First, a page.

Bitter Sweet by Adam Shand

We're here to build networks and chew bubblegum. And we're all out of bubblegum.

When Personal Telco was first discussing becoming a nonprofit organization, I spent a lot of time emailing friends of friends and arranging after work meetings to try and grasp what we would be getting ourselves into.

One of the pieces of advice that stuck with me was to make the bylaws unambiguously clear. The reason given was that "nonprofit organizations bring out the worst in people". My friend Graham had beaten a similar message into me years ago over the value of written contracts when friends do business, so it was a message I was primed to hear. Due to this, one of my conditions of allowing Personal Telco to become a nonprofit was that we find the money to have actual lawyers draw up all the legal documents.

This advice was truer than I could know. It wasn't just that having a legal framework for our hobby group meant that there were now board positions and bylaws to quibble over ... it changed people's motivations. Suddenly there were cliques and factions, people started investing time and energy into climbing the political ladder of our fledgling nonprofit. At the time I was baffled, I couldn't fathom why people who'd worked selflessly beside me for over a year, suddenly wanted to spend more time talking about the rules and our public image than just doing the work.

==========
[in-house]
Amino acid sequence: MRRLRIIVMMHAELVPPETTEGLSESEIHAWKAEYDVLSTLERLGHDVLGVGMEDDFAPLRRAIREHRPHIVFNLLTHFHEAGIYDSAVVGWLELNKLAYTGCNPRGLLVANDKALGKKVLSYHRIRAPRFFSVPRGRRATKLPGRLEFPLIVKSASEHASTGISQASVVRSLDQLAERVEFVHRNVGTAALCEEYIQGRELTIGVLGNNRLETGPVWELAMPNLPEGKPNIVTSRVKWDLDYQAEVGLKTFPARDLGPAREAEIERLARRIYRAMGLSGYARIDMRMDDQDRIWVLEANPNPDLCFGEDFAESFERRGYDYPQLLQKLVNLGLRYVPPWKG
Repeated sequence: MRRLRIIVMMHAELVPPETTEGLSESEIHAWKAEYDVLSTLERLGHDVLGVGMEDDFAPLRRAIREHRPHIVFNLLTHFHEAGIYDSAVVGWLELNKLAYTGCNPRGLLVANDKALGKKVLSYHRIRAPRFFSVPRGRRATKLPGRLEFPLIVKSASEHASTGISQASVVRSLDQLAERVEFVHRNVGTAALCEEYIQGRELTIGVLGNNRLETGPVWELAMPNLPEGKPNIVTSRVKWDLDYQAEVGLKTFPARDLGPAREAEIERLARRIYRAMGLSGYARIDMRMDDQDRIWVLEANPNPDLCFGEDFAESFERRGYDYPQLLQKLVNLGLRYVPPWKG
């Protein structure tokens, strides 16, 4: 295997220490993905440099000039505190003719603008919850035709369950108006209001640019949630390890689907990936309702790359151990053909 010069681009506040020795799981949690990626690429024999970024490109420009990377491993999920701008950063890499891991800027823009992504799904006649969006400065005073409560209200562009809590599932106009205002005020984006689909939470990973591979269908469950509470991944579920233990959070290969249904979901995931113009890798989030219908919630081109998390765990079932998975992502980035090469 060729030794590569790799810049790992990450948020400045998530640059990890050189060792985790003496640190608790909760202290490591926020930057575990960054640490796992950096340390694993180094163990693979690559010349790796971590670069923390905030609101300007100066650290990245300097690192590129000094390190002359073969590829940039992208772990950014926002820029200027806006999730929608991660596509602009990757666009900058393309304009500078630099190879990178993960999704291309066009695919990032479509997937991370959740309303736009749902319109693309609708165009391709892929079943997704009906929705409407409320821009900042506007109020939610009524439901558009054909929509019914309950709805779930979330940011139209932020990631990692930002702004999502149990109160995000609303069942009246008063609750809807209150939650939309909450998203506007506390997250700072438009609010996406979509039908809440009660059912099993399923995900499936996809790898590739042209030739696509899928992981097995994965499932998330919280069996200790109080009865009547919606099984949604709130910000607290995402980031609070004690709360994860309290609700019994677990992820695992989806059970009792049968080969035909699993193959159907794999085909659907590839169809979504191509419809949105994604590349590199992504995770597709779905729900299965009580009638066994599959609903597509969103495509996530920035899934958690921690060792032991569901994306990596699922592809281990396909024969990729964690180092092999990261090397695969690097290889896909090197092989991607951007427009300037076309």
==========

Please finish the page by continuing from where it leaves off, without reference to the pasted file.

The three of us who signed our names to the legal document, Michael, Lucas and I burned out in rapid succession. Maybe we were dreamers not builders, maybe we were just too emotionally invested to separate ourselves from the project. For me, the moment came smoking a cigarette on my porch. I suddenly realized that I could have achieved more of my goals for community wireless by simply dedicating two years of my life to writing code and documentation and talking to my neighbours.

I didn't yet grasp that the formalization of the organization also meant the formalization of the dream. It meant that parts of my dream became parts of our mission. What felt like a compromise actually created a meme that spread to everyone involved. Each person that accepted the dream got to take ownership of it and tear out the pieces that were important to them.

I talked a lot about the strength of community while I was standing in front of people. I understood in essence, though not yet in practice, the extent to which true community means diversity, and diversity means dissent. I didn't understand that every person that disagreed with me and scrapped over the little things, wasn't being divisive, they were sticking up for their dream.

The oft repeated reason for incorporating into a nonprofit was to make something which could survive the departure of a few key people, to explicitly make it more than a few key people's "hobby group." I said in my parting speech that I hoped Personal Telco would do more without me than they ever had with me.

I think you're well on your way.

journal posted on 6 Mar 2004 in #reflecting & #working



I've had many of the same thoughts regarding the NPO - glad to know I'm not alone. It's easy to lose track of the view from 30,000 feet when you're standing on the ground - and vice versa. Thanks for everything, Adam.

Posted on 5 Apr 2004 by Keegan Quinn

Oy! You ain't kiddin' fella. Congrats on Weta Digital's oscar by the by.

Posted on 3 Apr 2004 by Darrin Eden
Copyheart 1994–2024 Adam Shand. Sharing is an act of love.